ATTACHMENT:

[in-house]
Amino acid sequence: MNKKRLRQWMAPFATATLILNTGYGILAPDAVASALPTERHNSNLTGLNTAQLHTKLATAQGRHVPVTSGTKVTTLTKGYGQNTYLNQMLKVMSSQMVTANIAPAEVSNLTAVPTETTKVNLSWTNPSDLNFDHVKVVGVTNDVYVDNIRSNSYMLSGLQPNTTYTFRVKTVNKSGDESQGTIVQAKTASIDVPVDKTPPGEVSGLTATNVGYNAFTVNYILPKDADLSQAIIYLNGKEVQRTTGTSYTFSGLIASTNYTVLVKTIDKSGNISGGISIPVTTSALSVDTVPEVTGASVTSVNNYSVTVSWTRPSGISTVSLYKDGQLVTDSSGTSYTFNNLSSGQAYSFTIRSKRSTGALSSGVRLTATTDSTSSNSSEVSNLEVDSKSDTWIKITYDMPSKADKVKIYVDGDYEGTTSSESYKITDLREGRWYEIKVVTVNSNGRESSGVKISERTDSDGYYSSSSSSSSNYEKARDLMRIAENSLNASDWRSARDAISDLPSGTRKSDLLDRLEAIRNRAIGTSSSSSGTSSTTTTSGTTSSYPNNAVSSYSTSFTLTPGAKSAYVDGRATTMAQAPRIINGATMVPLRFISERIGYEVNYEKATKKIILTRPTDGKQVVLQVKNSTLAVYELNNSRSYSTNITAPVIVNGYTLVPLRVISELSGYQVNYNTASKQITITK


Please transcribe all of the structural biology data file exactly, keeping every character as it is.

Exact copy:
[in-house]
Amino acid sequence: MNKKRLRQWMAPFATATLILNTGYGILAPDAVASALPTERHNSNLTGLNTAQLHTKLATAQGRHVPVTSGTKVTTLTKGYGQNTYLNQMLKVMSSQMVTANIAPAEVSNLTAVPTETTKVNLSWTNPSDLNFDHVKVVGVTNDVYVDNIRSNSYMLSGLQPNTTYTFRVKTVNKSGDESQGTIVQAKTASIDVPVDKTPPGEVSGLTATNVGYNAFTVNYILPKDADLSQAIIYLNGKEVQRTTGTSYTFSGLIASTNYTVLVKTIDKSGNISGGISIPVTTSALSVDTVPEVTGASVTSVNNYSVTVSWTRPSGISTVSLYKDGQLVTDSSGTSYTFNNLSSGQAYSFTIRSKRSTGALSSGVRLTATTDSTSSNSSEVSNLEVDSKSDTWIKITYDMPSKADKVKIYVDGDYEGTTSSESYKITDLREGRWYEIKVVTVNSNGRESSGVKISERTDSDGYYSSSSSSSSNYEKARDLMRIAENSLNASDWRSARDAISDLPSGTRKSDLLDRLEAIRNRAIGTSSSSSGTSSTTTTSGTTSSYPNNAVSSYSTSFTLTPGAKSAYVDGRATTMAQAPRIINGATMVPLRFISERIGYEVNYEKATKKIILTRPTDGKQVVLQVKNSTLAVYELNNSRSYSTNITAPVIVNGYTLVPLRVISELSGYQVNYNTASKQITITK